This class of vessel is characterised by the very narrow, tubular spout set to one side, and by the comparatively covered upper surface. They are so called because a number of these vessels have particular wear to the end of the spout and show signs of tooth marks. It is therefore generally accepted that they were used to feed infants, though a few scholars have argued that they were also used to feed adults who were infirm. Alternative uses have been suggested, perhaps the most plausible being that they were used for filling oil lamps. Either way, the term ‘feeder’ or ‘feeder flask’ has stuck.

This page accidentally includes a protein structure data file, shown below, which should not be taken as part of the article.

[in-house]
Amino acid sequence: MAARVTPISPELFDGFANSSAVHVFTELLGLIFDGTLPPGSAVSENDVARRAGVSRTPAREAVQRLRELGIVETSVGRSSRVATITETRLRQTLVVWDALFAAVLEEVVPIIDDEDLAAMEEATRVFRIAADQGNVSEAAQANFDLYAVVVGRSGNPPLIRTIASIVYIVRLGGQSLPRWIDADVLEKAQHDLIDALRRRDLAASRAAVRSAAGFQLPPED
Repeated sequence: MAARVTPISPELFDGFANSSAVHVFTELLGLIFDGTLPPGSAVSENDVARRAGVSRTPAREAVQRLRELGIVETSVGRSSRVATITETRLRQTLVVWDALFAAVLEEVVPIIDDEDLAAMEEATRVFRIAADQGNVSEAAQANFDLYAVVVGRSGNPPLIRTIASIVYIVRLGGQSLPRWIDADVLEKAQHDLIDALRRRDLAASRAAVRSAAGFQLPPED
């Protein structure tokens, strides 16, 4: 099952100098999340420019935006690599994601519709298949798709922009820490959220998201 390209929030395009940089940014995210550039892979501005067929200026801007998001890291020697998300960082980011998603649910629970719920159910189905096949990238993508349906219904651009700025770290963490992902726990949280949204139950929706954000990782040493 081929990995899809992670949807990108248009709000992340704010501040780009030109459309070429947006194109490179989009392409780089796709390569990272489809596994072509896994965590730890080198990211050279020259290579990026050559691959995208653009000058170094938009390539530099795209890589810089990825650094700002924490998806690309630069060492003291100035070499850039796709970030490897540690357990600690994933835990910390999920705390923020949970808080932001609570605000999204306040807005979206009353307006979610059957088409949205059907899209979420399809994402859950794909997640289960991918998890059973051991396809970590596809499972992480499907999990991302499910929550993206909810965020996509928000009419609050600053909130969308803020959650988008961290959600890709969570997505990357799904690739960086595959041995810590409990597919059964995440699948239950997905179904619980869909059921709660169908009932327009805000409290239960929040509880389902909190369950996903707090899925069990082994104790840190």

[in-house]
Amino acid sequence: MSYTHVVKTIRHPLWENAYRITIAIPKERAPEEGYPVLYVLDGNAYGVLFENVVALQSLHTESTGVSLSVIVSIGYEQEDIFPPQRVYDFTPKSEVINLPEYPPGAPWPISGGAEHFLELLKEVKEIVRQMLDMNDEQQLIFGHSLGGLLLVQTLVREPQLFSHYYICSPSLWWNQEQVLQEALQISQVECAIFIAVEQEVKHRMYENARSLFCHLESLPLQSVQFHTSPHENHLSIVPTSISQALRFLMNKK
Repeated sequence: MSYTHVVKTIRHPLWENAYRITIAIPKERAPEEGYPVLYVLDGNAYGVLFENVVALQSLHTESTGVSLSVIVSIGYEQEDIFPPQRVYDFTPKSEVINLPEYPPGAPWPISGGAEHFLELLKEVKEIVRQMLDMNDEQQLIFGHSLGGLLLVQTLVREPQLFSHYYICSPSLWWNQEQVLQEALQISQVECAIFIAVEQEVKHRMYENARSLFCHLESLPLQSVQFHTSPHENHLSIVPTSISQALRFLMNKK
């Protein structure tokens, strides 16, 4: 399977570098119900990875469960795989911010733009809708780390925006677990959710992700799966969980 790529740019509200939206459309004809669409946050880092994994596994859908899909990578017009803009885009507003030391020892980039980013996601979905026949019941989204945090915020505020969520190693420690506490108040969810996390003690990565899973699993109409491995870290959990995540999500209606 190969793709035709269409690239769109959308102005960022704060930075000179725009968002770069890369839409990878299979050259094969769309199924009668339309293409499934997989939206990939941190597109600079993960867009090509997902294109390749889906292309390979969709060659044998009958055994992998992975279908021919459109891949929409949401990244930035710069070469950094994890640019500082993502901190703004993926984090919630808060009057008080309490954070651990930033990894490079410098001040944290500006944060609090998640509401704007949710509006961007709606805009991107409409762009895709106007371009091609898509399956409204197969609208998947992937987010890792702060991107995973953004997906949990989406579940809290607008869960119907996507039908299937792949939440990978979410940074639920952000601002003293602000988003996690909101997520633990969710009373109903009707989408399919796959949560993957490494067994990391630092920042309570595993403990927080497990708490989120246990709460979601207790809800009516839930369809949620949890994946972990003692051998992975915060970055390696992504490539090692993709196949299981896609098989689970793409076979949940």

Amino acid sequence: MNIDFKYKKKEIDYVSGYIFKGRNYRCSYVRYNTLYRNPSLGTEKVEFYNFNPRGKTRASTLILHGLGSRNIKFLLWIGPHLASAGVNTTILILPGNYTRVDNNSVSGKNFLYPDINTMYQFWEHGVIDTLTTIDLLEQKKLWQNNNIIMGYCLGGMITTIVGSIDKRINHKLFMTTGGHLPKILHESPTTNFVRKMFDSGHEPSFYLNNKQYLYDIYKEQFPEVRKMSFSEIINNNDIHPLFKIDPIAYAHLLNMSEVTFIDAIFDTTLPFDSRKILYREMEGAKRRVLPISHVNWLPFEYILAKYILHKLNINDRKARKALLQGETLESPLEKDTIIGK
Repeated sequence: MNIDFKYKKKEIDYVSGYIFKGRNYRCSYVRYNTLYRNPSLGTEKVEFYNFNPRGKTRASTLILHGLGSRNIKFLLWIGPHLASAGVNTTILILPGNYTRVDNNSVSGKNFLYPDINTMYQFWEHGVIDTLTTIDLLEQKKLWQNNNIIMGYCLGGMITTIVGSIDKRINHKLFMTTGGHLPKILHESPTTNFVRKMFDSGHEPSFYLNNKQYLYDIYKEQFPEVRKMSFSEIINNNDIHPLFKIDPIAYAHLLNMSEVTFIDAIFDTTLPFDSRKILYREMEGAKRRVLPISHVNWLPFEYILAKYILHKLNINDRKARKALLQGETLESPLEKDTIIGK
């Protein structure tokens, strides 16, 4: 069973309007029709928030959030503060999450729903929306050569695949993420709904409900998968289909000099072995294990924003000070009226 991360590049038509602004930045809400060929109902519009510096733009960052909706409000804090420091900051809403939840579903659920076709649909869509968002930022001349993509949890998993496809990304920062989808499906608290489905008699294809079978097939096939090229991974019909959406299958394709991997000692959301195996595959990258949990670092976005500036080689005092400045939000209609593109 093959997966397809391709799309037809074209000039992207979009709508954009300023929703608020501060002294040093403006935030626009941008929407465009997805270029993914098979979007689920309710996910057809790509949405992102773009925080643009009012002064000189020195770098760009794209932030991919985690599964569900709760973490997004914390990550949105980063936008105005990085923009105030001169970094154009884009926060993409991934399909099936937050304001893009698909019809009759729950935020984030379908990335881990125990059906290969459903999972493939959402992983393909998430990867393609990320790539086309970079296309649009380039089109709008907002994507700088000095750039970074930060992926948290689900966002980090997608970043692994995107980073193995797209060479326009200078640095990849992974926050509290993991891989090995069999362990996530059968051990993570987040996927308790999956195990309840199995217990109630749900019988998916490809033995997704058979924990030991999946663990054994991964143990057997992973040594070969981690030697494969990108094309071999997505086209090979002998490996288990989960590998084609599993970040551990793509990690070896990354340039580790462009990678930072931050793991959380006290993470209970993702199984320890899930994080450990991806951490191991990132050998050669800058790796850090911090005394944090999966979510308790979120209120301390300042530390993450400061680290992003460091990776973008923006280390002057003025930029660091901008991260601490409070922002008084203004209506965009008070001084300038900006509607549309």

Charles Ede Ltd, London, UK; acquired 4th September 1973, a note states 'reputedly from Chiusi'
Conrad Ascher, Hertfordshire, UK; acquired from the above 9th April 1974
Private collection, UK; by descent from the above
LiteratureCompareJ.W. Hayes, Greek and Italian Black-Gloss Wares and Related Related Wares in the Royal Ontario Museum (Toronto, 1984), no.44
Also see C.W. Lunsingh Scheurleer, Corpus Vasorum Antiquorum, Pays-Bas - Fasicule 2, Musée Scheurleer - Fasicule 2 (Paris, 1931) IIIL, Style attique à couverte noire, Pl.3, no.7